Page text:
I'll let you into a bit of a secret. Three weeks ago, myself and three colleagues from DOP - Alwyn, Posh Pete and Justin, popped down to the mouth of the Dyfi River for a couple of hours. Why? We've seen more ospreys on the Dyfi this year than in any other, and by quite a margin. We wanted to see if we could spot any ospreys fishing or flying around. It was a day we won't forget in a hurry.
First off, we saw this fellow perching right bang in the middle of the Dyfi Nature Reserve, owned by the Countryside Council for Wales. It looked like a male to me, but had quite a broad beak so difficult to tell from the 250m distance we were away.
Osprey, possibly male, but not ringed.
Next up, Alwyn shouts "OSPREY, TWO O'CLOCK". In very murky conditions this magnificent female was circling high above the estuary, only this time we could see leg rings. A BTO metal ring on the left leg and a white Darvic ring on the right. Unfortunately, we couldn't make out the ID characters on the Darvic, but being on the right leg we know she must be a Welsh or an English bird (Darvics go on the left leg in Scotland). Between 2008 and 2010, seven female ospreys have been ringed as chicks in the Glaslyn nest just 28 miles north of the Dyfi. Surely there must be a high probability that this bird is a Glaslyn osprey looking for a mate?
A ringed female osprey - is she a Welsh bird?
"TWO OSPREYS TOGETHER BEHIND - EIGHT O'CLOCK" - Alwyn was on form. "It's like being in the Gambia" roars Posh Pete. Sure enough there were two ospreys soaring together very high up as if they were pair bonding ready for next year. In all, there were four ospreys in view at the same time, I didn't know which direction to point the camera next.
The female of the pair had a leg ring, a Darvic, and this time we could make it out. It was blue with the numbers 12 clearly etched in white on the ring.
Blue 12 - moulting some primary and tail feathers
It was fantastic seeing Blue 12 again - she had already visited the Dyfi nest on May 21st. She is a Rutland Water osprey born in 2010 at Site N. She is also related to Nora. Blue 12's mother is Nora's sister which makes Ceulan a cousin to Blue 12.
Blue 12 tried to land on the Dyfi nest in May - fish in talons
So the two year old Blue 12 had been positively identified on the Dyfi on two separate occasions around seven weeks apart. She was next identified a week ago - at Rutland! Volunteers Monica and Tony spotted her at Manton Bay on July 23rd. Fast forward six days and you'll never guess who lands on the Dyfi nest for over 50 minutes..
As ever, change settings for High Definition
Blue 12 sightings this year:
May 21st - Dyfi
July 9th - Dyfi
July 22nd - Rutland
July 29th Dyfi
July 30th - Dyfi
So what's going on - what is Blue 12 doing? As adults, ospreys need two fundamental things in order to breed: Good fishing areas and a good nest site close to these fishing sites. Blue 12 is looking around for a nest and preferably one with a single male with it. It's too late this year to breed, but Blue 12 will be making mental notes of all the nest sites she has visited this year, her first year back in the UK as an adult, and will hopefully be back in 2013 to make claim to a nest and mate of her own.
Ceulan - saying 'Hello' to his cousin from Rutland
Males are slightly different. Whereas females will roam around until they find a suitable male holding a nest site and home range, a male will return from Africa and look for suitable areas to set up a nest. They prefer to take over a vacant nest (like Monty did). They will of course build their own, but herein lies a problem.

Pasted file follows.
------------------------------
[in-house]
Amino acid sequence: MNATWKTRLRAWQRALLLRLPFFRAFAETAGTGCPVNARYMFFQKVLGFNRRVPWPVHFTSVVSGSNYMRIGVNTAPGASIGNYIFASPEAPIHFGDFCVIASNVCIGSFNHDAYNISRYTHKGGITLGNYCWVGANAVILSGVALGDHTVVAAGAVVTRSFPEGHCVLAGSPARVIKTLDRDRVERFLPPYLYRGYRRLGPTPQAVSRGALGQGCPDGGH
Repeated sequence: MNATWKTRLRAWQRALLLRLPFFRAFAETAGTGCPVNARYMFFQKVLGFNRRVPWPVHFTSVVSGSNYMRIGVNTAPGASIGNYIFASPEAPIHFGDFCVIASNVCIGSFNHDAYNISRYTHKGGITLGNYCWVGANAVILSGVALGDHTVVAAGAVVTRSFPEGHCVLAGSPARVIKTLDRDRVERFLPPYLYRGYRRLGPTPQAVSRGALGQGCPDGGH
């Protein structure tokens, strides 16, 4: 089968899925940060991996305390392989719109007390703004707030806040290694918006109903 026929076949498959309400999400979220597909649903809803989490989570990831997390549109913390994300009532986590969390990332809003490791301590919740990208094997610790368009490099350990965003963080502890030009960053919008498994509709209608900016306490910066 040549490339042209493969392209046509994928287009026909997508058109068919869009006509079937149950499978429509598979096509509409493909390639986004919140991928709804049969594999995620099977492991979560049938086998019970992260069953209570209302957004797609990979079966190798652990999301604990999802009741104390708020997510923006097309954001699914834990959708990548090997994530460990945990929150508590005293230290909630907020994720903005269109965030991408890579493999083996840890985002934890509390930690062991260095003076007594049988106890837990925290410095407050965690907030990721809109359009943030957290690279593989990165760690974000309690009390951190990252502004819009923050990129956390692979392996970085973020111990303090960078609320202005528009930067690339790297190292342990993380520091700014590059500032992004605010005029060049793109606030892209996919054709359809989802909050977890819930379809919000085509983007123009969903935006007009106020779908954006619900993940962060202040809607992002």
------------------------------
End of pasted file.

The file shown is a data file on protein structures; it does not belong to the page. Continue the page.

Hundreds of years ago there would have been numerous good areas to set up a nest next to a good fishing area. The irony is that today, the good fishing areas are still here - but the nest sites are not. Ospreys like to nest on damaged or dead trees and even on fallen trees if they are high enough off the ground. The problem is that over many years these kind of trees have been removed to make way for developments, agriculture, roads and so on. Others have been removed because of health and safety concerns - if they've been struck and damaged by lighting for example, perfect for ospreys. Furthermore, there is an artificially low number of ancestral nests due to centuries of persecution, so male ospreys are seldom in a position to take over a nest once it's owner dies.
This balance between prey availability and the number of osprey nesting sites needs to be re-calibrated. We have a situation where there are fishmongers everywhere but no houses to live in, and of the houses there are, none of them were built before 1960. Imagine that!
On a recent visit, Roy Dennis demonstrates a perfect location for a nest site on the Dyfi
So there you go, the secret is out! There are far more ospreys around than we think - many of them young birds looking for nest sites. We've just filled in our 50th "Intruder Sheet' yesterday. Imagine saying that just five years ago - 50 separate sightings of ospreys on or around the Dyfi nest since April - and those are just the ones that we have seen, there will have been many others. I will write a blog after the season finishes about building more nest platforms but, for now, it seems that the case for putting up more osprey nests is as compelling as at any other time.
Oh, and the male bird that Blue 12 was seen flying around together with for a good half hour as if they were pair bonding? Monty.
Nora sees off her niece Blue 12, but will she have more intra-family competition next year?
UPDATE - AUGUST 1st. Many thanks to Tony and Monica for getting in touch. Here is their image of Blue 12 when she was at Rutland on July 23rd. Excellent shot Tony.
© Tony Shooter